Pig Roast this Saturday, September 7th, 2013!!!  Be there or be hungry.


Returning from a week with Ada in the other real world (Philadelphia­, Washington DC, and Chapel Hill, NC and their respective airports) has been refreshing in more ways than one.  Maine is refreshingly cool and breezy compared to the southland—even at its sunniest and muggiest, Maine just doesn’t have a chance against the Carolina Piedmont.  Our farm is also refreshingly un-fashion-forward—I did my best to look respectable in the civilized world, but I did stop short of mini-dresses and four-inch heels.  I might have looked normal in the airport but I didn’t think I would find much use for them once I got home.  Perhaps best of all, at North Branch Farm our food and water is so refreshingly, deliciously good.  I was hankering for a burger during a 4 ½ hour layover in the DC airport but thankfully held for our Devon burger.  I have never yet posted a photo of a meal I’ve eaten but there have been a few photo-worthy menus in the last couple of days, such as:


Last night:

Pork shoulder roasted with carrots, onions and sage

Butterhead salad with roast beets, toasted pecans, shaved cucumbers and feta-herb dressing

Crispy oven fries with barbecue ketchup

Fresh melon, grapes and blueberries


Or yesterday’s snack:

Honeycomb fresh out of the hive


Or two nights ago’s dinner:

Pesto cheeseburger on a slab of giant pineapple tomato

Home-fermented dill pickles

Buttery sautéed carrots

Blueberries, pecans, and maple syrup over sour cream


Sometimes it seems like we eat the same things over and over and over…but shoot, are they good.


Bee update:  Yesterday our local beeman, Lohman Gardiner, came to the farm to check on his hives, and Seth and I watched while he worked and were awed by his skill.  The bees are doing well, but I think Lohman is doing even better.  With no bee suit and a faulty smoker, he opened the hives, banged the bees off the inner lids (against the hive itself, no less), scraped the comb off the inner lids for us to eat, took off two boxes of honey, pulled frames out of the hive bodies, and used a noisy backpack leaf blower to blast the worker bees out of the boxes of honey he was taking home.  He claimed to have gotten four or five stings but had no swelling to show for it.  He also checked on our hive with Seth and said it’s doing really well and added a super—he thinks our bees will fill it up with buckwheat honey from our 1+ acre of buckwheat cover crop, which is flowering right now.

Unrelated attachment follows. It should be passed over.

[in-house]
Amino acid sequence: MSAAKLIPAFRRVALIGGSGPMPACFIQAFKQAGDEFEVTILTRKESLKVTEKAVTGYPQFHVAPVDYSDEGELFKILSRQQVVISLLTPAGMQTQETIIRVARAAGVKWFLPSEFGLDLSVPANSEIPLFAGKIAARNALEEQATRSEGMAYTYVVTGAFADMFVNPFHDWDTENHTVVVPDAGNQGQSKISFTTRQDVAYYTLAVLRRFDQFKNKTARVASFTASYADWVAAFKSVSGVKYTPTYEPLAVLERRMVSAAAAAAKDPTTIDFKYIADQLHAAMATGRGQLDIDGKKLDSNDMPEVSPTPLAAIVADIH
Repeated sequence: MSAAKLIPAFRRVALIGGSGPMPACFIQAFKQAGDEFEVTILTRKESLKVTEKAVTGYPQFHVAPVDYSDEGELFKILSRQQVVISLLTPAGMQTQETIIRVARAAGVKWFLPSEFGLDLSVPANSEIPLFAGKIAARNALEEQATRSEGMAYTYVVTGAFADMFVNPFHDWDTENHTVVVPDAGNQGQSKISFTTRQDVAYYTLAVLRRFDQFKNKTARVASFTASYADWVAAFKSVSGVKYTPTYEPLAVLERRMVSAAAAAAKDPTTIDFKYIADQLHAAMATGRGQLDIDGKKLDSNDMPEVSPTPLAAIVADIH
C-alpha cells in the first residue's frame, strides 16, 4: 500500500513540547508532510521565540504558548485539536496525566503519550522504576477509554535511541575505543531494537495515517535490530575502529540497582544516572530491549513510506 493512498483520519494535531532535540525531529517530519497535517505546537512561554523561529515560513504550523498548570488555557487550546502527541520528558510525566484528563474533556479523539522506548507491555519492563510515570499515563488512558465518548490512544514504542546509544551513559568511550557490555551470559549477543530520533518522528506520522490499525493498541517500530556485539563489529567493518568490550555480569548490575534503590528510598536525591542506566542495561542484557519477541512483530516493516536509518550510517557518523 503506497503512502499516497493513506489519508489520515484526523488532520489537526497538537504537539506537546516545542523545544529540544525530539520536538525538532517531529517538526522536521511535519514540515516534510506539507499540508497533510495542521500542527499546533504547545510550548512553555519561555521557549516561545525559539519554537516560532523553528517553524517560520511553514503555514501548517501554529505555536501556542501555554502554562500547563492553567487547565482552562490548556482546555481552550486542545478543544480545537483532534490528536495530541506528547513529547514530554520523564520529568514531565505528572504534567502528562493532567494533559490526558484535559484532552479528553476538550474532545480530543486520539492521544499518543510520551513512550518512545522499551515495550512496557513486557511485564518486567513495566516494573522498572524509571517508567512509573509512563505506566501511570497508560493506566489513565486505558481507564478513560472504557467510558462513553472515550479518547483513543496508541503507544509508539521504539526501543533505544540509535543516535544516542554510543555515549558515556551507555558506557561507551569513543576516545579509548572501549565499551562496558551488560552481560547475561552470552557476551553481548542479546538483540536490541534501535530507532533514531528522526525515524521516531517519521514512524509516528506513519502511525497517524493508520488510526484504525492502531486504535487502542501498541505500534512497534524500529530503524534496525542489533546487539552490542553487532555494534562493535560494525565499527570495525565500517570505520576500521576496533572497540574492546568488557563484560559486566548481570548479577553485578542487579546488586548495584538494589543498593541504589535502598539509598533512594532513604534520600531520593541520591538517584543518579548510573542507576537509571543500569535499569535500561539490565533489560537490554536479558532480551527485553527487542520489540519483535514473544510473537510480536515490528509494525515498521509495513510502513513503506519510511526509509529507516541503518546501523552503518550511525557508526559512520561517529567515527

Happy Birthday, Emma, and so long!

Our friend Emma has been working with us for the month of August and just turned nineteen.  Happy birthday to you!  She’s also leaving tomorrow to head home to Amherst, MA, and will be missed.  Emma did long hours of budgrafting assistance while Ada and I were traveling and has also been a hero of the green bean freezing process and a willing picture book reader and sand pile companion for Minh, Lân and Ada.  Thank you, thank you, thank you for your hard work, and best wishes for your gap year adventures!


Cow update:  Our sweet mama cows are still squirting out the milk at 7:00am, seven days a week.  The calves are weaned and enjoying fresh pasture while mowing the farm down, one electronet-bounded pasture at a time.


Horse update: New horse on the farm!!!  His name is either Beau or Bo; I don’t know, and the two names give such a different impression in writing: beautiful, or dumb.  He seems to be some of both, but to give him the benefit of the doubt we’ll call him Beau.  He’s a black Percheron, white star under the forelock, nineteen hands (that’s two hands or eight inches taller than April and May), and the price was right: free to a good home.  Unfortunately he has not been trained as a draft horse, only under the saddle, and while he doesn’t seem malicious he is a little bit wild.  I guess he’s a bit of a fixer-upper.  April and May plowed a quarter acre yesterday with Seth in addition to harrowing with the spring-tooth and the disc.  After discovering that we have garlic bloat nematode and that we’ve probably spread it through our fields via the garlic crop debris that decomposed in our aged manure pile, we’ve decided to start a new garlic plot across the road that we can hopefully keep bloat nematode-free.


Poultry update:  Fifty-some-odd meat birds are safely in the freezer, and eighteen layer pullets are contentedly free of their two rooster roommates.

Hope we see you next weekend at the Pig Roast, rain or shine!


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